Whole Onions

Whole onions (no matter the type) should be stored in a cool, dry place where there is good airflow. There should be no sources of heat nearby (avoid spots close to the oven), and there should be no moisture to shorten the shelf life. 

Never wash your onions before you store them. The moisture will only cut their life in half, and they will go bad in no time.

You should also avoid storing them in plastic bags or anything else that will prevent airflow (including stacking them on top of each other).

Chopped Onions

Onions that have been cut up should be kept in an airtight container or a freezer bag in the fridge. This will prevent them from absorbing or losing moisture to their environment. It will also prevent the onions from stinking up anything else in the fridge.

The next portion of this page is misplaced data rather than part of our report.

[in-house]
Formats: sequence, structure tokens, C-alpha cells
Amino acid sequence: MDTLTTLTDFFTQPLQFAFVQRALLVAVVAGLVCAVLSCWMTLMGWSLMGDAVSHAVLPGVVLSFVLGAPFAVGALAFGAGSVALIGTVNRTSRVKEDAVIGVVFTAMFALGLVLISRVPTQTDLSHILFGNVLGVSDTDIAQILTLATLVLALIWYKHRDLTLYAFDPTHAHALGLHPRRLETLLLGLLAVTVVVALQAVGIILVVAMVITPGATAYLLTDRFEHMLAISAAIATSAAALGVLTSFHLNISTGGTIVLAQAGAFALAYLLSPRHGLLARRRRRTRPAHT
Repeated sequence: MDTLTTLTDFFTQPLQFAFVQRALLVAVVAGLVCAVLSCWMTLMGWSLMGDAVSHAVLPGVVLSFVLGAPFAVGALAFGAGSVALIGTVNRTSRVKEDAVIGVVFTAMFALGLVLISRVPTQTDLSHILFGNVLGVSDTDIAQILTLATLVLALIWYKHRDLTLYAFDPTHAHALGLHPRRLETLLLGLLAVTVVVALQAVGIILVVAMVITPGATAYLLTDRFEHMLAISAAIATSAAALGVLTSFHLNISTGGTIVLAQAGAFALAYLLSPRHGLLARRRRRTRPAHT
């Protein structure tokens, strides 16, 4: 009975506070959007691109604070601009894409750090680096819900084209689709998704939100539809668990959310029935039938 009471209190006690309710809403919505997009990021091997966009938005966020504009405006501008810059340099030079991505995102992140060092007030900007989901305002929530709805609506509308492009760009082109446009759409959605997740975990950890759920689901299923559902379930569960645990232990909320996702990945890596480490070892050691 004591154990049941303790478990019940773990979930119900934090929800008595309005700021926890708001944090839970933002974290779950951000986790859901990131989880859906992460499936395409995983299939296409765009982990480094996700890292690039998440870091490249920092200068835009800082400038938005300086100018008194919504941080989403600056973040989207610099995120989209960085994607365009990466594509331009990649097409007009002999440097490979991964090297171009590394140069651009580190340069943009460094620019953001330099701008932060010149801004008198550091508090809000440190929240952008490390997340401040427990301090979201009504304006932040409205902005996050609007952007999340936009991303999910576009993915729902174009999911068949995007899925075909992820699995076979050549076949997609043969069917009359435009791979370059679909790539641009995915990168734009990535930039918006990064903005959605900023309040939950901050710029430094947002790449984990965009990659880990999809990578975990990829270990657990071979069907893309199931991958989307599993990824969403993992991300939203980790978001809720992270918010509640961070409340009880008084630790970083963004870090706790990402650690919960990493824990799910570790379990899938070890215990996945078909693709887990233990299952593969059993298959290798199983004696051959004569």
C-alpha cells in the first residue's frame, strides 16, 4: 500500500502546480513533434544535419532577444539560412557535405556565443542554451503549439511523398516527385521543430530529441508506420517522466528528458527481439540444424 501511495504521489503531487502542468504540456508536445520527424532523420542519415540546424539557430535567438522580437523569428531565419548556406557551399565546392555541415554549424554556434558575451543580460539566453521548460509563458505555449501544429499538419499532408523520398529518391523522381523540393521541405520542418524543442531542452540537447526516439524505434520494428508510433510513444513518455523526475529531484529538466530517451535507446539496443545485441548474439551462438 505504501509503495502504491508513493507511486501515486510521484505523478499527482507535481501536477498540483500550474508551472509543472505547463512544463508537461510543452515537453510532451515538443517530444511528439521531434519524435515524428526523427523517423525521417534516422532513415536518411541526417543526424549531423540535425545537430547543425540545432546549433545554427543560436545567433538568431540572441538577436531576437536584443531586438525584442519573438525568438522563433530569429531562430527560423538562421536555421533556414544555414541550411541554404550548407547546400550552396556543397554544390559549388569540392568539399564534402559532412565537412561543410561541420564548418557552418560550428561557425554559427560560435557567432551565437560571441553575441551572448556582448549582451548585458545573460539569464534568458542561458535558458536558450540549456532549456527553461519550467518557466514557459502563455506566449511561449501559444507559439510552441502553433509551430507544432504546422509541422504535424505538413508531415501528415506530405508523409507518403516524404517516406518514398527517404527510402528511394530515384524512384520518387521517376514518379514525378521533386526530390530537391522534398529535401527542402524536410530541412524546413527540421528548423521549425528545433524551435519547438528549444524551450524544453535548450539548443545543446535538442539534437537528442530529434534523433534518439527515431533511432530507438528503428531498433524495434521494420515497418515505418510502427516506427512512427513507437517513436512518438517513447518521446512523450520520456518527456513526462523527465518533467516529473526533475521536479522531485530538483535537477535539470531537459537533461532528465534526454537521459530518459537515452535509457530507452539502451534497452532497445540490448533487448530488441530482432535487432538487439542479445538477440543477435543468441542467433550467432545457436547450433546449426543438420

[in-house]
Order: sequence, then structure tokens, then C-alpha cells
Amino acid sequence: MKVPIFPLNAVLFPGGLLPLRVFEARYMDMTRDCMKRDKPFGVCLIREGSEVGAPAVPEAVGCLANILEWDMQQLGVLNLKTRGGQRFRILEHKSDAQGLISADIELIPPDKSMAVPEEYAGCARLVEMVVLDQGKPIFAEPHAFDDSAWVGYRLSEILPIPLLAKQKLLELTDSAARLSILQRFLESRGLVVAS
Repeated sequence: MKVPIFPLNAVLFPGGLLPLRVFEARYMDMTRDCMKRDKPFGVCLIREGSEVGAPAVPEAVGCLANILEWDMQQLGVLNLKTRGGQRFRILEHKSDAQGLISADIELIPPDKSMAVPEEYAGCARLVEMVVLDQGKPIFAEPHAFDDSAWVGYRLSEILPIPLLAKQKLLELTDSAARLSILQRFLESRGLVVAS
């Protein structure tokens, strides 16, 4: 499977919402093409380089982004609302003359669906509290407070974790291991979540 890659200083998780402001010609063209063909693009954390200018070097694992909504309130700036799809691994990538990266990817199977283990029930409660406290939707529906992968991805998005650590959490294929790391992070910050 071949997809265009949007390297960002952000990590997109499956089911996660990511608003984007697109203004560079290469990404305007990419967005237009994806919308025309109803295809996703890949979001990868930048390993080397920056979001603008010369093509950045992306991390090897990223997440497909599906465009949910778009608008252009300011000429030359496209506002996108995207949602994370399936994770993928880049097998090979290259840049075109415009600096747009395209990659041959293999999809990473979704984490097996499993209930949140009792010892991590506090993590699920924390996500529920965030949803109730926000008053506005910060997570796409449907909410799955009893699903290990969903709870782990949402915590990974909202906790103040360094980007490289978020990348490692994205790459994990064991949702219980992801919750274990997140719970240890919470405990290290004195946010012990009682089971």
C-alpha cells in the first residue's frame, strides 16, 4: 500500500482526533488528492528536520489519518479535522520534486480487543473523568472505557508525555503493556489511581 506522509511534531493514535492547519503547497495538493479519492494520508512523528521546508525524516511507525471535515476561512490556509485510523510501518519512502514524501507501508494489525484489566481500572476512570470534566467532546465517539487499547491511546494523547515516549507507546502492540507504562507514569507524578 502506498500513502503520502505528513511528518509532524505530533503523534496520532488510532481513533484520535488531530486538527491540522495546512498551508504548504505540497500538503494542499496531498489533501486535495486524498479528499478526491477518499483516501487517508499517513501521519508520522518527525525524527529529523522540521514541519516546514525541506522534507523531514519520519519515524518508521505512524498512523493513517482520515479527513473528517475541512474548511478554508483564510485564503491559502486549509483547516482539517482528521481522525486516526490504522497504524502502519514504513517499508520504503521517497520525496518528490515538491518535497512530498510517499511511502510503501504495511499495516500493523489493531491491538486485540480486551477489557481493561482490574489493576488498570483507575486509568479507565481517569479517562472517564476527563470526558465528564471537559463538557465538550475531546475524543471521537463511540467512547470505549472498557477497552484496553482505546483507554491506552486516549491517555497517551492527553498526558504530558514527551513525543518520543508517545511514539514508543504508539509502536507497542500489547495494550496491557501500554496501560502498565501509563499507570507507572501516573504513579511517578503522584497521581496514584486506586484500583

Final Thoughts

Whole regular and red onions will keep for three or more months while refrigerated, and up to four weeks in the pantry. Sweet onions will only stay good in the pantry for around a week, and up to four weeks in a refrigerator. 

Chopped onions should always be refrigerated and kept in an airtight container or freezer bag. There, they will last up to a week, so you have plenty of time to use them.

About Maria Foster
Maria Foster
Maria Foster is a mother of 3 and she and her husband of 23 years share their home with 2 faithful dogs. Besides being CEO of the household and active in her community, Maria is the lead contributor to Food Champs and loves to try new food ideas and kitchen accessories to make easier and more delicious meals.
Maria Foster